The difference between the regular sales and the Salam contract are:
(a) In normal sales, it is not necessary to fix a period for the delivery of goods whereas in Salam it is a condition to specify the period for the delivery of goods.
(b) In a normal sale, the seller possesses the commodity for sale at the time of contract whereas, in a Salam sale, the seller does not possess the commodity for sale.
(c) In normal sale anything can be sold unless it is prohibited by the Shariah. In Salam sale, only those items can be sold, which can be determined in terms of quality and quantity.
(d) In a normal sale it is valid to sell two identical items like wheat for wheat or potatoes for potatoes. In the case of Salam sale, identical goods cannot be sold.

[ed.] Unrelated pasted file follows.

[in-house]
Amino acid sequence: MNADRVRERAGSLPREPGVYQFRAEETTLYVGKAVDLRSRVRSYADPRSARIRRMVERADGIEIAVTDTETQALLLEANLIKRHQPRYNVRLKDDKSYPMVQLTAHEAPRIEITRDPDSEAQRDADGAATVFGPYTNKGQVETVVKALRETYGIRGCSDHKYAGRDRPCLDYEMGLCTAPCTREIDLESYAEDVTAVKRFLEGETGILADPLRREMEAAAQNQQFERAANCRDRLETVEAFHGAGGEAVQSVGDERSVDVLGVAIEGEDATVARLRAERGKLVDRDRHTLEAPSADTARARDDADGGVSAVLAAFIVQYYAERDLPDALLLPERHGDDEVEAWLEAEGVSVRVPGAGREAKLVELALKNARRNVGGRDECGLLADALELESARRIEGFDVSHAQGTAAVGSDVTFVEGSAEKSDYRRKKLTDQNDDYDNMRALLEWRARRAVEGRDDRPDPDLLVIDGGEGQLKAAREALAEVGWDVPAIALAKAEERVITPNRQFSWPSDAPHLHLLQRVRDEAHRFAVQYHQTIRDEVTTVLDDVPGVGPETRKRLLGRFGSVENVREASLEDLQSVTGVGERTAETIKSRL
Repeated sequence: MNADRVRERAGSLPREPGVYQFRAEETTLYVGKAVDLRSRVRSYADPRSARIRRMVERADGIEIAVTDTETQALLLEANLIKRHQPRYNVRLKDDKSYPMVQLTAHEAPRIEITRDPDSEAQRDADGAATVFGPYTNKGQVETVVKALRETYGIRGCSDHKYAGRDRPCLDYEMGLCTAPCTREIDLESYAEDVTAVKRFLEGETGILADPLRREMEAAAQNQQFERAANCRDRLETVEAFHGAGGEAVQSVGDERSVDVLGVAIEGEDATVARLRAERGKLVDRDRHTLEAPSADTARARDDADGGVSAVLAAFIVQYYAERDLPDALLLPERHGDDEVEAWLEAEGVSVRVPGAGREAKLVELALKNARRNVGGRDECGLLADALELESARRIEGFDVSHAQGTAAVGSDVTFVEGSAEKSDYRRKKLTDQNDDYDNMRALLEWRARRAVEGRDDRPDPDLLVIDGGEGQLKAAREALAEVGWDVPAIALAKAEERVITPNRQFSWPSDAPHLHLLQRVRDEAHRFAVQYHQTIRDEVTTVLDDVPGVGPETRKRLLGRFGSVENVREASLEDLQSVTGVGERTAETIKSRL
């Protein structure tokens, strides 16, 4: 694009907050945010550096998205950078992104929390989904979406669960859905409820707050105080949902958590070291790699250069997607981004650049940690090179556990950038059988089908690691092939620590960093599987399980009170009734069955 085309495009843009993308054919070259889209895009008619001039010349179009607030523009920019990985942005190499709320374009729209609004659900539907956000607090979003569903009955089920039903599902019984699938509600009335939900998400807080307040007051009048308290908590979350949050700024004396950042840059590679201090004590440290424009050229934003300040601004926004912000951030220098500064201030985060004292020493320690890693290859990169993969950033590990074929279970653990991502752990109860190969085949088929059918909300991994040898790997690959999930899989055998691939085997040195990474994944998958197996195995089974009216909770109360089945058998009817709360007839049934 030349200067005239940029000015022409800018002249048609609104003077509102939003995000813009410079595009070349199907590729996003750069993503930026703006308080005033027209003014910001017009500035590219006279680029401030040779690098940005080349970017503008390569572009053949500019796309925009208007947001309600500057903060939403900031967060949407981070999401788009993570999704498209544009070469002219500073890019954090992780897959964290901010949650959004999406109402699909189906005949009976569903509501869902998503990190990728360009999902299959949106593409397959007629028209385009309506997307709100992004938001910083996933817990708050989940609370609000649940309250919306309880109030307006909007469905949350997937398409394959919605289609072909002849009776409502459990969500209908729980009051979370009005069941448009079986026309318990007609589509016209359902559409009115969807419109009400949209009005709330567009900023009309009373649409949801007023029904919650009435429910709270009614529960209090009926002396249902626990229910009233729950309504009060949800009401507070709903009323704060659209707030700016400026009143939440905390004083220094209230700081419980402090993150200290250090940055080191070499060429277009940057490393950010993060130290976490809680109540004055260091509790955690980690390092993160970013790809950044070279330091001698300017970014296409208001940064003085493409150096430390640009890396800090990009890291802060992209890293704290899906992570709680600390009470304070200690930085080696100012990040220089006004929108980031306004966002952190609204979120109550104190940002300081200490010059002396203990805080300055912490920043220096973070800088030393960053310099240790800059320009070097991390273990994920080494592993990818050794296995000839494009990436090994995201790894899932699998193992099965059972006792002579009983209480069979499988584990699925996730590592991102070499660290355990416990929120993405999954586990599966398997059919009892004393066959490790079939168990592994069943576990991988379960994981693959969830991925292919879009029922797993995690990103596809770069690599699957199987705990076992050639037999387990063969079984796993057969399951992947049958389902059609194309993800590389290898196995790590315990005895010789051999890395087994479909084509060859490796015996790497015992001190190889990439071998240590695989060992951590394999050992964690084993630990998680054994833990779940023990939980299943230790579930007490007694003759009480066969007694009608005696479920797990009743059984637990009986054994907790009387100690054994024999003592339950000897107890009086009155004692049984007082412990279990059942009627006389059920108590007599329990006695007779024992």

(e) In normal sale payment may be made later or at the time of the delivery of goods. On the contrary, full payment must be made in the Salam at the time of contract (Mansuri, 2005, p 204).
The legality of forwarding contracts
The legitimacy of the Salam contract is proven in the Quran, the Sunnah, and the consensus of the Muslim jurists. Allah says,
‘O you who believe! When you deal with each other in transactions involving future obligations in a fixed period, put them in writing” [ Quran Translation 2:282]
Ibn Abbas (R.A) who is called the mufassir of the Quran said: “I bear witness that the guaranteed lending for a known term was legalized by Allah in his Book, and thus permitted’. He then recited the verse above ( Katheer, 2000, p 446)